in the capital, Nairobi, and other parts of the city. Protesters back on the streets for the third straight week. They kept chanting "Ruto must go."

That dissatisfaction with the president, William Ruto, and his administration. Police using tear gas to kind of try and disperse some of these protesters in parts of the city where we were.

And what happened is that sometimes we saw protesters throwing rocks at the police. The police throwing tear gas at them. They throw back the tear gas canisters. So a really chaotic day.

And we also saw some looting and vandalism. And that's been part of the problem here.

President William Ruto, last week, said that there were well- intentioned protesters that were infiltrated by criminals. And he promised the full force of the law to take care of them.

And that did not go down well. Many young people, a lot of these protests were organized on TikTok and social media. Gen Z, trying to agitate for better country -- Pam?

BROWN: And as I mentioned, the proposed tax hikes that spurred these protests have already been dropped, but protests, they're still out there.

What do they hope to accomplish now?

MADOWO: They hope to spare the government of President William Bradshaw -- William Ruto into more action, which is going to be difficult. Because when they say, "Ruto must go," that is unlikely. President Ruto is only two years into his term.

But what's happening here is extraordinary. President Ruto has a lot of support and respect internationally. You saw the White House roll out the red carpet for him in late May for that state visit, the first African head of state in 16 years.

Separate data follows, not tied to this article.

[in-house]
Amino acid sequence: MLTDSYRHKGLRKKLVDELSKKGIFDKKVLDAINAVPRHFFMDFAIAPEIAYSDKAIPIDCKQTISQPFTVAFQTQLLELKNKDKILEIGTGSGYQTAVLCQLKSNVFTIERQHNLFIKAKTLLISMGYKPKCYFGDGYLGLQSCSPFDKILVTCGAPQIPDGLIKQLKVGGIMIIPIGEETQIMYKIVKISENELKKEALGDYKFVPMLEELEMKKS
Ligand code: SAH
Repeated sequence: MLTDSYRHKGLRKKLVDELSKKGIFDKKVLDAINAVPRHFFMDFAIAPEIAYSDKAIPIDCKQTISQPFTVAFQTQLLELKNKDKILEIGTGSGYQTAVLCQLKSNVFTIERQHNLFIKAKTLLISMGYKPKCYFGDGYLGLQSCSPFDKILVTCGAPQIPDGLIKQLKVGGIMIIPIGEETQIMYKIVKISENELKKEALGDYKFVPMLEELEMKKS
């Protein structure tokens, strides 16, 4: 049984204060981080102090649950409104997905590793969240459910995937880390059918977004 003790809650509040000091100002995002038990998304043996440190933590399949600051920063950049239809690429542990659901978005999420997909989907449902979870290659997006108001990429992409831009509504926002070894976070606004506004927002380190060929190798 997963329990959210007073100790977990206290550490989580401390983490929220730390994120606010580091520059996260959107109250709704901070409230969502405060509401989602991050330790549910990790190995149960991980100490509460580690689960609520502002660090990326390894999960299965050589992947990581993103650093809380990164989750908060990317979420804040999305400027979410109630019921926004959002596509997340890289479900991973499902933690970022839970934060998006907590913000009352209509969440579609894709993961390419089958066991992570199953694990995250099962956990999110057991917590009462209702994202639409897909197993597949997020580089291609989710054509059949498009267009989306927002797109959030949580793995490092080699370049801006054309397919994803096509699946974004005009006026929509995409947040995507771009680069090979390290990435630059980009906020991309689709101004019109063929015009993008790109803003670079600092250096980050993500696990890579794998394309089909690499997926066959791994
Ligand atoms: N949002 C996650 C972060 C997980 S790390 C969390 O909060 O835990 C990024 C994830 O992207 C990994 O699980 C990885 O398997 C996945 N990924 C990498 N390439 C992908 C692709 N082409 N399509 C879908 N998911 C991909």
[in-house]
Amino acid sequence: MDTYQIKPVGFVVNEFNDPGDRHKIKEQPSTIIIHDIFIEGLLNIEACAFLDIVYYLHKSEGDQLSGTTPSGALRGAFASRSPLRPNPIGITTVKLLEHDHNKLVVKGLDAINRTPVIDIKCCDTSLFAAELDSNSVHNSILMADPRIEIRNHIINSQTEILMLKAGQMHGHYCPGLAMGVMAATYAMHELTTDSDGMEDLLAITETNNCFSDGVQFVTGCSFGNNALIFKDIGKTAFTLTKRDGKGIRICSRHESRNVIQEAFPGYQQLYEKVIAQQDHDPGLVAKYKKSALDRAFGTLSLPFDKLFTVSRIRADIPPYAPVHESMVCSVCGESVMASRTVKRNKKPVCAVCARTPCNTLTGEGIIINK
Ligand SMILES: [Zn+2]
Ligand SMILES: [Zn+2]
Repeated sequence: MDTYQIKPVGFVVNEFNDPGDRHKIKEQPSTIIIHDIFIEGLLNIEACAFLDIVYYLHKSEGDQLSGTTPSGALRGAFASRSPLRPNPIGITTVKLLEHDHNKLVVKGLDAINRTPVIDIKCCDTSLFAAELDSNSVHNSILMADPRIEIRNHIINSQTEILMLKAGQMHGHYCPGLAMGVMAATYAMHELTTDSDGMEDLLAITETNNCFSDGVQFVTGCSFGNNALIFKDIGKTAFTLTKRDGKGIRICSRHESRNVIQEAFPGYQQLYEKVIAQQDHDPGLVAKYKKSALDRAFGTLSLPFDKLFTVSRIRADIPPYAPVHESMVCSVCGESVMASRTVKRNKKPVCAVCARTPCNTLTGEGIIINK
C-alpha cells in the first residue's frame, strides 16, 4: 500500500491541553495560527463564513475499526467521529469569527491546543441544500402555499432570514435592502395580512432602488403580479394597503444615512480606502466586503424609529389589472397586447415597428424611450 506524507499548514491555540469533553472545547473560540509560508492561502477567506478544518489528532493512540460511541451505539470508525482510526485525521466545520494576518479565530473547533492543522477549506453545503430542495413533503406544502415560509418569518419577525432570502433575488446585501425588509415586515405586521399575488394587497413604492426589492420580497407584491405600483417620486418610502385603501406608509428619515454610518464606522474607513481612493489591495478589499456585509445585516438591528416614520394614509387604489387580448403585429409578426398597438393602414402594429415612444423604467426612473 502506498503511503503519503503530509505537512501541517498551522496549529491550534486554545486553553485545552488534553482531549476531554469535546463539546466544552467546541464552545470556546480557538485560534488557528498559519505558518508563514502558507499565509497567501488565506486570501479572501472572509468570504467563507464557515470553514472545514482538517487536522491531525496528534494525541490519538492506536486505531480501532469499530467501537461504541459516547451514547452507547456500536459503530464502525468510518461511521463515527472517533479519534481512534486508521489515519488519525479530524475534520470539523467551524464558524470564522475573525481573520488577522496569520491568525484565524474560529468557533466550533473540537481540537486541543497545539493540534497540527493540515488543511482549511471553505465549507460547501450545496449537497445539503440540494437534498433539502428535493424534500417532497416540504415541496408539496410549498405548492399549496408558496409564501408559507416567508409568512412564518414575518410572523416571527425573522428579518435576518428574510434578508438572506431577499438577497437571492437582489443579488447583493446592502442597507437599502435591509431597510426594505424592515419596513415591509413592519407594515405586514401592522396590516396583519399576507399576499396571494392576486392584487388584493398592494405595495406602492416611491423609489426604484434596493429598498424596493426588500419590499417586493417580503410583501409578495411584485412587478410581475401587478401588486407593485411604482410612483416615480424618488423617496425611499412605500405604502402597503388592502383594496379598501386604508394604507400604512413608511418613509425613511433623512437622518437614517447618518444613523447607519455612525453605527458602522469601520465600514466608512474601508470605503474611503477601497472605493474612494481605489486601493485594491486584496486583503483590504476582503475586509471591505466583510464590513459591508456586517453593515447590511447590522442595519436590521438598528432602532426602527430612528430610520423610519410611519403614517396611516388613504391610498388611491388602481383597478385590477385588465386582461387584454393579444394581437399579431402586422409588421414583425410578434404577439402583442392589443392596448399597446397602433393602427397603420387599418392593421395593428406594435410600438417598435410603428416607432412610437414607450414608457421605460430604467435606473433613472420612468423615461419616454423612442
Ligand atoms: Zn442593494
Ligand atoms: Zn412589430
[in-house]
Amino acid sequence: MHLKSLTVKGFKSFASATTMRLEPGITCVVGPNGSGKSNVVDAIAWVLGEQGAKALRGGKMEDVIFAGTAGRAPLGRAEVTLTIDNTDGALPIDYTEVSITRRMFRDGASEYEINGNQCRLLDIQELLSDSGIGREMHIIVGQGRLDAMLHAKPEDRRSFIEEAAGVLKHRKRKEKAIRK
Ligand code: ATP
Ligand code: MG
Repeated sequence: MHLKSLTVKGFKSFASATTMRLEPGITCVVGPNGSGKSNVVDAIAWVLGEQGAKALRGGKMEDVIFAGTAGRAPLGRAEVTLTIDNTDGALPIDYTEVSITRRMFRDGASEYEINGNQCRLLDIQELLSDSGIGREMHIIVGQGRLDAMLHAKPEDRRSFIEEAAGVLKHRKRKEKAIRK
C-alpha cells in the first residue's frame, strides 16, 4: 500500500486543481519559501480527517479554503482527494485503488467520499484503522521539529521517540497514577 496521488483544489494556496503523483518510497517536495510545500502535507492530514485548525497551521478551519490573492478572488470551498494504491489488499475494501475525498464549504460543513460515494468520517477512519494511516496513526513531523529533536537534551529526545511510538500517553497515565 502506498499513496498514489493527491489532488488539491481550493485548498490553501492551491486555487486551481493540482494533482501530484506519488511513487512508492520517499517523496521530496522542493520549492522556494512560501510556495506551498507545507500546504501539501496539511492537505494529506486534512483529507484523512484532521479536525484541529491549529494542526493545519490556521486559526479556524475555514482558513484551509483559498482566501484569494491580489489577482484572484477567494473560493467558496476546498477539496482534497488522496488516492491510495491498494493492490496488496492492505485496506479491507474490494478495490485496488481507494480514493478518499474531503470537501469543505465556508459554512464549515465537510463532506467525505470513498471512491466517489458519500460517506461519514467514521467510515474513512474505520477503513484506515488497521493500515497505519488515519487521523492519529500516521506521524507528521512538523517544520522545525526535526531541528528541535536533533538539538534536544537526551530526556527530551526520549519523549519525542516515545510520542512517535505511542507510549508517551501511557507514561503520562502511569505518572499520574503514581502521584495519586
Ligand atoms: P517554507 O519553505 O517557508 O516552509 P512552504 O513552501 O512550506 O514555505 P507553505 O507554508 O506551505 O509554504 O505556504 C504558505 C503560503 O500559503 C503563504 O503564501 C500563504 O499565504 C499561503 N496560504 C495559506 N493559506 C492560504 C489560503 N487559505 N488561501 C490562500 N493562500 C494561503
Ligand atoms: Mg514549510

But here at home, there's growing anger at his administration about corruption, about the high cost of living, in some cases, about the extravagant lifestyles that some of his senior government officials live.

And that's the anger you see translating on the streets of these young people, saying, enough is enough. This is a fight for our future. This is the fight for survival. And they're willing to go out there and risk everything.

We saw on CNN last Tuesday when protesters stormed into Kenya's parliament and we saw police shooting directly at unarmed protesters. We've been doing a lot of reporting on that.

And Kenyan police were using tear gas or water cannon or live ammunition. But that has not stopped them from often breaking down these protesters very violently Pam?

BROWN: All right, thank you, Larry, for breaking it down for us there.


KEILAR: Now to some of the other headlines that we're watching this hour.

Illegal crossings at the U.S. southern border hit a three-year low in June. Homeland Security says there we're about 84,000 migrant encounters last month following President Biden's new asylum restrictions.